Net Neutrality.. How could I not see this? It’s a communist conspiracy! Spread the word, my friends.. The government is trying to save us all from the great red threat!
And the fight rages on… Net Neutrality, to block or not to block.
Senator Byron Dorgan, a Democrat from North Dakota, is introducing new legislation to prevent service providers from blocking Internet content. Dorgan is not new to the arena, having put forth legislation in previous years dealing with the same thing. This time, however, he may be able to push it through.
So what’s different this time? Well, for one, we have a new president. And this new president has already stated that Net Neutrality is high on his list of technology related actions. So, at the very least, it appears that Dorgan has the president in his corner.
Of course, some service providers are not happy about this. Comcast has gone on record with the following:
“We don’t believe legislation is necessary in this area and could harm innovation and investments,” said Sena Fitzmaurice, Comcast’s senior director of government affairs and corporate communications, in a phone interview. “We have consistently said that all our customers have access to content available on the Internet.”
And she’s right! Well.. sort of. Comcast custmers do have access to content. Or, rather, they do now. I do recall a recent period of time where Comcast was “secretly” resetting bittorrent connections, and they have talked about both shaping and capping customers. So, in the end, you may get all of the content, just not all at the same level of service.
But I think, overall, Dorgan has an uphill battle. Net Neutrality is a concept not unlike free speech. It’s a great concept, but sometimes its implementation is questionable. For instance, If we look at pure Net Neutrality, then providers are required to allow all content without any shaping or blocking. Even bandwidth caps can be seen to fall under the umbrella of Net Neutrality. As a result, customers can theoretically use 100% of their alloted bandwidth at all times. This sounds great, until you realize that bandwidth, in some instances, and for perfectly legitimate reasons, is limited.
Take rural areas, for instance, especially in the midwest where homes can be miles away from each other. It can be cost-prohibitive for a service provider to run lines out to remote areas. And if they do, it’s generally done using line extender technology that can allow for decent voice signals over copper, but not high-speed bandwidth. One or two customer connections don’t justify the cost of the equipment. So, those customers are relegated to slower service, and may end up devices with high customer to bandwidth ratios. In those cases, a single customer can cause severe degradation of service for all the others, merely by using a lot of bandwidth.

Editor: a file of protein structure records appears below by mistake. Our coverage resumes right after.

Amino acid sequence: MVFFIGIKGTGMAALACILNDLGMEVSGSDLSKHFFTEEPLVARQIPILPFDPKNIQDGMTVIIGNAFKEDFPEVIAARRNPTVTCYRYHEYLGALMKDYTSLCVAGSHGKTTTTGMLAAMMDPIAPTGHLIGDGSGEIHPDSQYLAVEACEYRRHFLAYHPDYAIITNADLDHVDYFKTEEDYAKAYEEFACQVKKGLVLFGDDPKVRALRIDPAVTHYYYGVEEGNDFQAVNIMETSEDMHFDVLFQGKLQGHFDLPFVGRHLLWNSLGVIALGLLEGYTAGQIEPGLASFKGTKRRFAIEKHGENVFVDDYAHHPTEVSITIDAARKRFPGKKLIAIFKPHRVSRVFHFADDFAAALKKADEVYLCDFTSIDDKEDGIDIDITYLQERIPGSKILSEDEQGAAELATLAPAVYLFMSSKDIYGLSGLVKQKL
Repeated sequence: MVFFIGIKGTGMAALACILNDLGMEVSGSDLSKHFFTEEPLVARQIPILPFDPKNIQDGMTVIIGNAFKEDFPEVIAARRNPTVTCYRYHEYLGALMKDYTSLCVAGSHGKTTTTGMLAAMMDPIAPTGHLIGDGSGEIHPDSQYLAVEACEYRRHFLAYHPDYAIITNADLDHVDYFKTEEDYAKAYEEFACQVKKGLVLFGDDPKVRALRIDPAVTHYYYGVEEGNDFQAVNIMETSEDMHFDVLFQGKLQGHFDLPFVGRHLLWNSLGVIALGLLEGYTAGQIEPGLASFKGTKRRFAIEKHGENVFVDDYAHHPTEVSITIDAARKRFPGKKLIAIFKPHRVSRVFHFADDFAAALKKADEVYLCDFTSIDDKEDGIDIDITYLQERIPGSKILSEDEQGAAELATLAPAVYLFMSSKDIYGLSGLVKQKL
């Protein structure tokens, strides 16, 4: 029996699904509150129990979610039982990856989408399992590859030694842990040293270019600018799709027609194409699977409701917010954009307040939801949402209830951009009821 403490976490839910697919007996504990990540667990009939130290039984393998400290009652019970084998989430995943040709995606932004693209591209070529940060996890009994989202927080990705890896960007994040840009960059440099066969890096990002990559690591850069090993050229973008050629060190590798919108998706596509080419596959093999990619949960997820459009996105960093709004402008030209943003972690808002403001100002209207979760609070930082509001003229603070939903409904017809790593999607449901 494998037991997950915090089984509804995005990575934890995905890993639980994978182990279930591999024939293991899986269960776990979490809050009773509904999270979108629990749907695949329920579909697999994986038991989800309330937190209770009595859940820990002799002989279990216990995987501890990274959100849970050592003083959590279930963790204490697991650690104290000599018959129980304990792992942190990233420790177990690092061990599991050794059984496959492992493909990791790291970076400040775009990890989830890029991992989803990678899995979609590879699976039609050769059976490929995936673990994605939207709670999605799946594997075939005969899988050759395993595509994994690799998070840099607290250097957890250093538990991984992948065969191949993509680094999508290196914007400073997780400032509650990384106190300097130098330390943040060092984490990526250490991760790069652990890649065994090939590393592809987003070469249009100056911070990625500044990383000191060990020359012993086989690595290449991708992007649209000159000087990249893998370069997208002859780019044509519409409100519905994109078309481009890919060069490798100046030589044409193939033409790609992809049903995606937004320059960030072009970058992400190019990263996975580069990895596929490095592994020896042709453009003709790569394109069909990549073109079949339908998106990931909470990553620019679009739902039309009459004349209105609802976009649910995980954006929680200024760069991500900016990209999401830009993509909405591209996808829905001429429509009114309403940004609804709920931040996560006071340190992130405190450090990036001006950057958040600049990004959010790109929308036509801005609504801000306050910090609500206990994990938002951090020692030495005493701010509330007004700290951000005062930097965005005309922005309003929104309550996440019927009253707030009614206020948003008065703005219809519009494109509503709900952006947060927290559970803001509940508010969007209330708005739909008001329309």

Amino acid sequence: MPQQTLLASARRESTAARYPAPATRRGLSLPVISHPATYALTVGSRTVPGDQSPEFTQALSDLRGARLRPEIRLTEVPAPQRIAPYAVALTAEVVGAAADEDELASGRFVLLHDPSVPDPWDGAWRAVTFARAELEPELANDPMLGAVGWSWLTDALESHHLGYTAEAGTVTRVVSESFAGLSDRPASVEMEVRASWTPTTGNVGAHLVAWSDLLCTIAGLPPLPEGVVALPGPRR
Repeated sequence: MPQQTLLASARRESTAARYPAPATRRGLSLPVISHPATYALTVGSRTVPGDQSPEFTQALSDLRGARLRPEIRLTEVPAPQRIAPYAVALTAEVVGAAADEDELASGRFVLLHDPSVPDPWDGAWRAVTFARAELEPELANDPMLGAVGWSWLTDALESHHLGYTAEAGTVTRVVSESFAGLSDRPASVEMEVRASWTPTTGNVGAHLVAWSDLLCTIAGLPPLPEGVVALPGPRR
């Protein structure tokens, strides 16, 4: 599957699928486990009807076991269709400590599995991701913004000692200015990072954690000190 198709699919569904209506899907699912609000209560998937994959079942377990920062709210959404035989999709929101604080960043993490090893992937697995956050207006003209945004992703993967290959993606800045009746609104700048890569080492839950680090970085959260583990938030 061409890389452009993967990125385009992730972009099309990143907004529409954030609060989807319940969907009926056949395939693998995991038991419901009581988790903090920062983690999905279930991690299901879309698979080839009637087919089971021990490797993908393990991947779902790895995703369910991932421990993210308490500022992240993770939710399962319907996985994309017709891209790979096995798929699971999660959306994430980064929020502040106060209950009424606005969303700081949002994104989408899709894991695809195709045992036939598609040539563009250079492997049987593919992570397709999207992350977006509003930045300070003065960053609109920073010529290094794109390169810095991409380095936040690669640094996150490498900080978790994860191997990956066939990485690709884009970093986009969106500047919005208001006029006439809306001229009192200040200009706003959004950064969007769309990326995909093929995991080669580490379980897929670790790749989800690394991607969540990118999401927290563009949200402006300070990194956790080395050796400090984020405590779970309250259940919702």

On the flip side, however, allowing service providers to block and throttle according to their own whims can result in anti-competitive behavior. Take, for instance, IP Telephony. There are a number of IP Telephony providers out there that provide the technology to place calls over a local Internet connection. Skype and Vonage are two examples. Neither of these providers has any control over the local network, and thus their service is dependent on the local service provider. But let’s say the local provider wants to offer VoIP service. What’s to prevent that local provider from throttling or outright blocking Skype and Vonage? And thus we have a problem. Of course, you can fall back to the “let the market decide” argument. The problem with this is that, often, there is only one or two local providers, usually one Telco and one Cable. The Telco provider may throttle and block voice traffic, while the Cable provider does the same for video. Thus, the only choice is to determine which we would rather have blocked. Besides, changing local providers can be difficult as email addresses, phone numbers, etc. are usually tied to the existing provider. And on top of that, most people are just too lazy to change, they would rather complain.
My personal belief is that the content must be available and not throttled. However, I do believe the local provider should have some control over the network. So, for instance, if one type of traffic is eating up the majority of the bandwidth on the network, the provider should be able to throttle that traffic to some degree. However, they must make such throttling public, and they must throttle ALL of that type of traffic. Going back to the IP Telephony example, if they want to throttle Skype and Vonage, they need to throttle their own local VoIP too.
It’s a slippery slope and I’m not sure there is a perfect answer. Perhaps this new legislation will be a step in the right direction. Only time will tell.
What a title, eh? Well, that little title up there may impact how you use the Internet in the future.. H.R. 5994, known as the “Internet Freedom and Non-Discrimination Act of 2008,” is the latest attempt by the US Congress to get a handle on Internet access. In short, this is another play in the Net Neutrality battle. I’m no lawyer, but it seems that this is a pretty straightforward document.